SA’s IPP project sets the stan­dard

CityPress - - Voices - Brenda Martin voices@city­press.co.za

It is im­por­tant to reg­u­larly pause, re­flect and ap­pre­ci­ate a job well con­ceived and well ex­e­cuted. Back in 2010, gov­ern­ment made the bold de­ci­sion to cre­ate a leg­isla­tive and prac­ti­cal en­vi­ron­ment in which the de­part­ment of en­ergy could pro­cure power gen­er­ated by pri­vate en­trants to the mar­ket. This de­ci­sion was in­formed by the need to di­ver­sify and strengthen South Africa’s en­ergy mix, and to ig­nite and main­tain eco­nomic growth.

The pro­gramme would pro­cure – com­pet­i­tively and trans­par­ently – pri­vate power from the coal, gas and re­new­able en­ergy sec­tors. At that time, South Africa’s power mix was dom­i­nated by coal, which was sourced by Eskom for its own power plants.

With the first in­de­pen­dent power pro­cured in 2012, the pro­gramme has seen 1 000 megawatts of coal and 14 725 megawatts of re­new­able en­ergy power pro­cured, with the first gas pro­cure­ment set to be­gin this year. The re­new­able en­ergy pro­gramme has at­tracted R194 bil­lion in new in­vest­ment, of which 27.5% rep­re­sents the for­eign di­rect in­vest­ment share, with the bal­ance se­cured from South African fi­nan­cial in­sti­tu­tions. This rep­re­sents the largest source of in­vest­ment growth in the econ­omy in re­cent times. It has cre­ated the much-needed fi­nan­cial space for Na­tional Trea­sury to in­vest in the so­cioe­co­nomic wel­fare of the coun­try through its budget al­lo­ca­tions for education, health­care and so­cial grants.

The pro­gramme has cre­ated 26 790 jobs, of which 47% are oc­cu­pied by youth and women. A to­tal of R92.1 bil­lion has been com­mit­ted over the 20-year con­tract pe­riod to so­cioe­co­nomic de­vel­op­ment al­most ex­clu­sively in ru­ral com­mu­ni­ties. A to­tal of R65.5 bil­lion has to date been spent on pro­cure­ment from broad-based em­pow­er­ment com­pa­nies.

Per­haps of even greater value from a tax­payer’s per­spec­tive, the re­new­able en­ergy pro­gramme has de­liv­ered its power on budget and on time 98% of the time. This is re­mark­able on a con­ti­nent where in­vestors in in­fra­struc­ture typ­i­cally lower their nor­mal ex­pec­ta­tions of de­liv­ery and per­for­mance.

Not sur­pris­ingly, the ap­petite among in­vestors and devel­op­ers for the chance to bid in suc­ces­sive rounds opened by gov­ern­ment grew rapidly and re­mains high, with the re­sult that costs of re­new­able elec­tric­ity de­liv­ered to the grid have be­come com­pet­i­tive. The CSIR has es­ti­mated that re­new­able power now costs 40% less than that of new coal and nu­clear power.

At the same time, the in­dus­try has been praised for its strict adherence to bid­ding pol­icy and le­gal guide­lines, and for work­ing with the pre­cau­tion­ary prin­ci­ple as a pri­or­ity in its op­er­a­tions. By the same to­ken, gov­ern­ment’s se­lec­tion of pre­ferred bid­ders has not once been chal­lenged, in­di­cat­ing that the in­dus­try has much con­fi­dence in gov­ern­ment’s ap­pli­ca­tion of its own rules. Key to all of this has been the lead­er­ship and cus­to­di­an­ship of the de­part­ment of en­ergy and Na­tional Trea­sury. Their com­bined ef­forts are man­i­fest in the ef­fec­tively run In­de­pen­dent Power Producer (IPP) Of­fice. Its track record of ser­vice ex­cel­lence en­sured that, by late 2015, the re­new­able en­ergy pro­gramme had de­vel­oped a solid rep­u­ta­tion for sta­bil­ity, pre­dictabil­ity and suc­cess. Since then, the pro­gramme has been stalled, pend­ing con­clu­sion of 37 duly pro­cured power pur­chase agree­ments with the monopoly util­ity, which is still the sole buyer of in­de­pen­dent power. While Eskom has ex­pressed many con­cerns re­lat­ing to af­ford­abil­ity, these have been re­peat­edly ad­dressed by the Na­tional En­ergy Reg­u­la­tor of SA, Na­tional Trea­sury and the de­part­ment of en­ergy.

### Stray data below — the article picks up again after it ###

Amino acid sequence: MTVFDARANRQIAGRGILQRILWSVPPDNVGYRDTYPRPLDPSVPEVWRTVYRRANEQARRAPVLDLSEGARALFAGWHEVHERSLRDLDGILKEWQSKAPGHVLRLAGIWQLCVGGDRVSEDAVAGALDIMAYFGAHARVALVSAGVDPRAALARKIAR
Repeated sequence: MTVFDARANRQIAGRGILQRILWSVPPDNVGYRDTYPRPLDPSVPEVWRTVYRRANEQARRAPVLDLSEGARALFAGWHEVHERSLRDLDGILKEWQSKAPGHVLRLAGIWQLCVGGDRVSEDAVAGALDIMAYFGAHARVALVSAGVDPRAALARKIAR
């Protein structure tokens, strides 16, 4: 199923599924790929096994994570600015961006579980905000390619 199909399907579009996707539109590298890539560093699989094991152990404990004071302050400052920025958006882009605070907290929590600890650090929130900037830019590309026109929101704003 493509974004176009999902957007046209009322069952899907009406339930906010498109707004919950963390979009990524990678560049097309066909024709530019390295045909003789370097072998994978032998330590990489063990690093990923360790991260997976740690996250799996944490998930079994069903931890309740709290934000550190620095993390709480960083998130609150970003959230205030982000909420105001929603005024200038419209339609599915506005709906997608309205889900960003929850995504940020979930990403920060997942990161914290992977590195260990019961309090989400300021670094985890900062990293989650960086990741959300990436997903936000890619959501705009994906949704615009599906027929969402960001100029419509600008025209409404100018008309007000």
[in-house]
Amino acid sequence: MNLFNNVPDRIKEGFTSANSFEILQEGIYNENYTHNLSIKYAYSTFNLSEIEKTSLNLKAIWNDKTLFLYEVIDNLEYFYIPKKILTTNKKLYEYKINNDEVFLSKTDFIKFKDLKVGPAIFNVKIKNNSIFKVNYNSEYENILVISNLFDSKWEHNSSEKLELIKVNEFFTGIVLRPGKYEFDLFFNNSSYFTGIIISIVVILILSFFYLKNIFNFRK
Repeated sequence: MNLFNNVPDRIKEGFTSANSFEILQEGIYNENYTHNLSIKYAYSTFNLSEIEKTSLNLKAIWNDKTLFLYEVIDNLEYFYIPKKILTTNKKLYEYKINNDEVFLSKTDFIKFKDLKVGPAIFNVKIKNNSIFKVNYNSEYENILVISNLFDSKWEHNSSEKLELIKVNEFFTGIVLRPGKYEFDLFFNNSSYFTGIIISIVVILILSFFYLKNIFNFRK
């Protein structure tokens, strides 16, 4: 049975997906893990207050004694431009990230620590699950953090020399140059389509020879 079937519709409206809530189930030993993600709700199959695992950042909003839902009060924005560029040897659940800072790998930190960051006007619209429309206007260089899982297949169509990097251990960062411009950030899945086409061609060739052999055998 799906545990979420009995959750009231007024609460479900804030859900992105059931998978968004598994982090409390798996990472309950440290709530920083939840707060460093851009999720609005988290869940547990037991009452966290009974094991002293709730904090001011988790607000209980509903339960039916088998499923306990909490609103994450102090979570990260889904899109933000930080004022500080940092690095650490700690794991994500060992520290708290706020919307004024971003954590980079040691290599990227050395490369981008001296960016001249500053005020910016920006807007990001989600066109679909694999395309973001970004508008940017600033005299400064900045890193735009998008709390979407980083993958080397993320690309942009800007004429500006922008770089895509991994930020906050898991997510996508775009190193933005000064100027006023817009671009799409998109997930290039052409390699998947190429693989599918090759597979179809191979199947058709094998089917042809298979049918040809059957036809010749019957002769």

The clear di­rec­tion of the pres­i­dent in his state of the na­tion ad­dress in Fe­bru­ary, fol­lowed by fur­ther con­fir­ma­tion of high-level con­tin­ued sup­port for re­new­able en­ergy in­dus­try growth from the former fi­nance min­is­ter in his budget later that month, was fi­nally fol­lowed by an in­struc­tion from the then min­is­ter of en­ergy that Eskom get ready to sign out­stand­ing Power Pur­chase Agree­ments – to achieve fi­nan­cial clo­sure – by Tues­day.

The af­fected pre­ferred bid­ders im­me­di­ately be­gan the work of en­sur­ing that they were ready for this dead­line. Al­most two years had passed since the win­ning bids were an­nounced, so it was nec­es­sary to up­date all rel­e­vant doc­u­men­ta­tion, plans and com­mit­ments to re­flect cur­rent fi­nan­cial po­si­tions. Given that IPPs pay for their con­nec­tions to the grid, these quo­ta­tions also needed to be up­dated.

To­gether with the IPP of­fice, re­new­able en­ergy IPPs will gather in Cen­tu­rion to sign two of the three agree­ments re­quired to achieve fi­nan­cial clo­sure – the sig­na­ture of Power Pur­chase Agree­ments. Once all three agree­ments are signed, most IPPs will need just two years of con­struc­tion and com­mis­sion­ing be­fore they start sup­ply­ing power to the grid. Eskom pay­ments un­der the agree­ments are trig­gered only once elec­tric­ity is ac­tu­ally supplied to the grid.

If one wants an ex­am­ple of im­pec­ca­ble gov­er­nance work­ing with com­pet­i­tive en­ter­prise to pro­duce a public good that will de­liver well into the future – and there are few such ex­am­ples world­wide – one need look no fur­ther than South Africa’s IPP pro­gramme.

Martin is the CEO of the SA Wind En­ergy As­so­ci­a­tion and the chair of the SA Re­new­able

En­ergy Coun­cil

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